U.P. residents call for better energy at task force meeting
MARQUETTE — Upper Peninsula residents are calling for more reliable and less expensive energy.
The bipartisan Energy Reliability, Resilience and Accountability Task Force stopped on Friday at Northern Michigan University to hear from residents and local business owners about energy needs and how they were affected by recent power outages.
The listening tour was the only U.P. stop in the several stops being made across the state to gather feedback to be brought back to Lansing and develop “data-driven policies that deliver dependable energy solutions,” according to an ERRA press release.
The task force was created in response to widespread, prolonged power outages that occurred earlier this year after severe storms.
‘When we came together from both sides of the aisle to create the ERRA Task Force, we promised to address concerns over the large-scale power outages we’ve seen across the state during storms,’ said state Rep. Helena Scott, D-Detroit, who chairs the ERRA Task Force as well as the House Committee on Energy, Communications, and Technology, in a press release.
State Rep. Jenn Hill, D-Marquette, was one of the task force members who attended the meeting. In a press release, Hill said U.P. communities have “unique needs when it comes to energy.”
“My fellow legislators and I are going to take their voices with us back to Lansing, as we create smart policies to increase the reliability of our grid and decrease energy costs, Hill said. Making renewable energy more accessible to Michigan residents is also a big priority for me this is a key factor in protecting our natural resources and creating a sustainable future for Michigan.
Residents and local business owners were given a two-hour period during the meeting to relate their personal experiences with energy, express concerns and talk about desired outcomes.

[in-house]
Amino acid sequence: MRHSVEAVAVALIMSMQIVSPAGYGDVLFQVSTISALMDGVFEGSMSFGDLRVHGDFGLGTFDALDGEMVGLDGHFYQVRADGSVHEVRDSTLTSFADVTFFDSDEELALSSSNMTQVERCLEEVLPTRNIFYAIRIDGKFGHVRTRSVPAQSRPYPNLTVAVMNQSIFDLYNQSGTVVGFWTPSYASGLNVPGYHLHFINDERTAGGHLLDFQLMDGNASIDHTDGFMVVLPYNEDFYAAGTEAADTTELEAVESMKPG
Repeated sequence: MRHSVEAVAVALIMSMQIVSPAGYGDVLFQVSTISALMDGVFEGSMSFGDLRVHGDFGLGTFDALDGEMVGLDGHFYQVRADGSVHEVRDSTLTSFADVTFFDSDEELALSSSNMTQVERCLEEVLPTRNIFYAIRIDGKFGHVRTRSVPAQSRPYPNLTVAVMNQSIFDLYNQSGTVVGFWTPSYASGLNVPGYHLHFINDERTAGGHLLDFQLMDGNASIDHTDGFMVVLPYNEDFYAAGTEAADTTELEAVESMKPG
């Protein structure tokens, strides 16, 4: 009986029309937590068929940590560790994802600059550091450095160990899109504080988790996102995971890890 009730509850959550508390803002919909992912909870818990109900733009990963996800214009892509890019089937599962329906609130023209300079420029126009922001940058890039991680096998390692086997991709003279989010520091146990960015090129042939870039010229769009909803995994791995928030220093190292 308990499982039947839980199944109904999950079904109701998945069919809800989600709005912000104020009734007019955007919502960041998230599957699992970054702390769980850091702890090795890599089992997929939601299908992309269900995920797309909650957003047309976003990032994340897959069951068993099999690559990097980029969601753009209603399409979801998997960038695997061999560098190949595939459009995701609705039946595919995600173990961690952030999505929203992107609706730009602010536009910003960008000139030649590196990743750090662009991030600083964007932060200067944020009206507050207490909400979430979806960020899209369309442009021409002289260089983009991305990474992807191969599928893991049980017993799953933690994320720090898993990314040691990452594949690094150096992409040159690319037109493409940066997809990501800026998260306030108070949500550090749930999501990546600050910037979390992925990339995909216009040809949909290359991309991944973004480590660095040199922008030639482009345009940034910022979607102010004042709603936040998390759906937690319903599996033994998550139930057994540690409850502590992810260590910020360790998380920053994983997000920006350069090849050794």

We the People Michigan Action Fund rural organizing director Megan Hess said she remembers sweating at her kitchen table as a college student trying to pay her bill as a former Upper Peninsula Power Company customer.
“We’re here to talk about utility influence in democracy and how really we need these lawmakers to be acting on behalf of the community and not the interests of utilities,” Hess said.
She said for years people in the U.P. have struggled with high electric rates and have a lack of options for clean distributed energy.
Hess also said that residents with medical equipment suffer with power outages.
One resident from Chassell said during this year’s storm, he counted five outages in one day, each one lasting a minimum of 30 minutes. He said such power outages can lead to serious problems for residents who rely on medical equipment, such as dialysis and CPAP.
“People like my neighbor might not be able to make it through those situations if they rely on emergency services, if roads are frozen and (they) live (a) potential 20 to 30 minutes from the nearest emergency access,” he said. “We need consistent, reliable power to make sure these types of things don’t become life or death for my neighbors and people like me.”
Houghton resident Miriam Pickens said she has friends who are working three jobs and have experienced power shutoffs because they can’t pay their bill.
“I am hoping for an income-based rate, taking utility money out of politics and an electric company who listens to us,” Pickens said.
The two hours worth of feedback from the listening tour will be brought back to Lansing to develop data-driven policies that deliver dependable energy solutions along with feedback from other stops being made, according to the press release.
“Be assured that we are here because we care and we want to make change,” Scott said.
For more information and to watch the U.P. listening tour, visit Scott’s Facebook at facebook.com/StateRepHelenaScott.